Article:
(Snap the Whip - probably Homer's most popular, well-known painting)
Since then, I have also spent a good deal of time researching prints online, to help choose from different time periods of Homer's work, but also to compare the different media he used over the course of his artistic career. I like to find the obscure works, or the lesser known and find the stories behind them. I am odd that way ;-). Though, finding works from the beginning, middle, and latter part of an artist's career is what Charlotte Mason recommended. For my part, I have been both enriched and enlightened!
Many may know that he began as an apprentice learning how to make lithographic illustrations. He studied with John H. Buford of Boston. Then he did some freelance work before moving to New York, where he began working for Harper's Weekly doing illustrations of the Civil War. How many of you know the rest of his story?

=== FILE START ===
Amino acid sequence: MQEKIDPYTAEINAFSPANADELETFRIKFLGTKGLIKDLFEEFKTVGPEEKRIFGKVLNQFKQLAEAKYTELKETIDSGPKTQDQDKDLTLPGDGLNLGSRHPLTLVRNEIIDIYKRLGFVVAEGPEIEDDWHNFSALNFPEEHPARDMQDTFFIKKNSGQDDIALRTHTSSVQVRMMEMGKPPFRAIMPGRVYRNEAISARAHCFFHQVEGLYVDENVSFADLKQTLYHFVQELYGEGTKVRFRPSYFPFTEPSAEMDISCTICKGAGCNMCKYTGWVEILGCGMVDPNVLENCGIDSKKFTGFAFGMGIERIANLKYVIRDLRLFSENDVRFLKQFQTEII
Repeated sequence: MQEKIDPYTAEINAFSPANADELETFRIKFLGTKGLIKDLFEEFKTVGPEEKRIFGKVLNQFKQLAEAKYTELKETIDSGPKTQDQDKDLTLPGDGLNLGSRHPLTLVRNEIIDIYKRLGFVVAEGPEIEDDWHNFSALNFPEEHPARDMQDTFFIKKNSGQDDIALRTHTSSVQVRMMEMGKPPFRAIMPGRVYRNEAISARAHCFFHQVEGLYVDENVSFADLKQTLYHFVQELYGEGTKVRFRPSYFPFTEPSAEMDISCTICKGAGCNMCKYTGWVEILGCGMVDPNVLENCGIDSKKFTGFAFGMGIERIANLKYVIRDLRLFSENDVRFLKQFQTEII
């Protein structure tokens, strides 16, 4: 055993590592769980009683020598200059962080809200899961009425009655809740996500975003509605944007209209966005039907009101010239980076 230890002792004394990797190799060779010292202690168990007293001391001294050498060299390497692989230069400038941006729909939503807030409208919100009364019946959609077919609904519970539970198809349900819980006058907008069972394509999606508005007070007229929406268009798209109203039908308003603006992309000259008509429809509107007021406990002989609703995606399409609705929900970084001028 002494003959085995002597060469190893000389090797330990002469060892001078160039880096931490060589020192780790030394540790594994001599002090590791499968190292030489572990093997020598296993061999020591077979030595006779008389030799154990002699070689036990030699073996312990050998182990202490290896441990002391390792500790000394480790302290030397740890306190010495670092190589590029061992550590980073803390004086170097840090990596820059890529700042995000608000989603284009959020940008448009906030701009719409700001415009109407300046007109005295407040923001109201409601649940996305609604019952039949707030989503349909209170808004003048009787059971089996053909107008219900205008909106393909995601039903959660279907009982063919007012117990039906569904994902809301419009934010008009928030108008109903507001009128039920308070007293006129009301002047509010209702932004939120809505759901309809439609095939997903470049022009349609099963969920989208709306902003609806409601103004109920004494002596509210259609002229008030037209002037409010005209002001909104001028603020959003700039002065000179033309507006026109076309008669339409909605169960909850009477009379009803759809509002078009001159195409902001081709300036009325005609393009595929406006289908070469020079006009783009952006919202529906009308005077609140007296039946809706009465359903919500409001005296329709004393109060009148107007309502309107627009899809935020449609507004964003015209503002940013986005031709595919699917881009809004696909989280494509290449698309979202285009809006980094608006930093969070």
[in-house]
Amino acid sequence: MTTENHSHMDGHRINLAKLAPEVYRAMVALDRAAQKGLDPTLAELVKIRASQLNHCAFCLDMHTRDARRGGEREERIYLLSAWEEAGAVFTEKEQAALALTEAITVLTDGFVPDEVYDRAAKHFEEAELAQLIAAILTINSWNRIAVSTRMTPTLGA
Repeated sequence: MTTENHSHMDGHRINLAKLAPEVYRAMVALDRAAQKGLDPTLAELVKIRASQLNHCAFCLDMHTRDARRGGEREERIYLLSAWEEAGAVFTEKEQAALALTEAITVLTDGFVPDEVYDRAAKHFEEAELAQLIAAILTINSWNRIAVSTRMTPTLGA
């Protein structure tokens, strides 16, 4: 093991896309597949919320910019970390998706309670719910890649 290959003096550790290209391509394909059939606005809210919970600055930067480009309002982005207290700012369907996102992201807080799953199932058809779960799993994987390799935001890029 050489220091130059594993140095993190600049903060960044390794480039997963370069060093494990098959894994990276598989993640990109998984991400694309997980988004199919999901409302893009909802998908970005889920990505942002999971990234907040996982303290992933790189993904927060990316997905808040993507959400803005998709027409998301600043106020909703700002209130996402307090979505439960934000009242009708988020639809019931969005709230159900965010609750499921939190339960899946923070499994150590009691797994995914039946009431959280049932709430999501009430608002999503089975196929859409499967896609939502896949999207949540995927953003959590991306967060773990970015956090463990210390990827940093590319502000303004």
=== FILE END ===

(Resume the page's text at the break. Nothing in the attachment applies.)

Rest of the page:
I stumbled upon this chronology at the National Gallery of Art website, which includes thumbnail prints of his work, with a brief timeline of his life to the right. Once you click on one of the small prints, it opens up a new window with more information. What a treasure of concise and visual information! Almost better than a book. ALMOST!
I also happened upon a lecture by Peter H. Wood, author of the book Near Andersonville. His book is about a print of Homer's that was lost for about 100 years, how it was discovered, and what Civil War -related meanings exist throughout the seemingly simple painting. I am thrilled to have found this information. Now my husband and I both want this book on the shelves of our home library. (He is an American Lit. teacher and a Homer fan, too).
What are my fellow readers and friends studying in the arts this first term of the new schoolyear? Answer on either FB or the blog link! I really want to hear!
Ciao for now,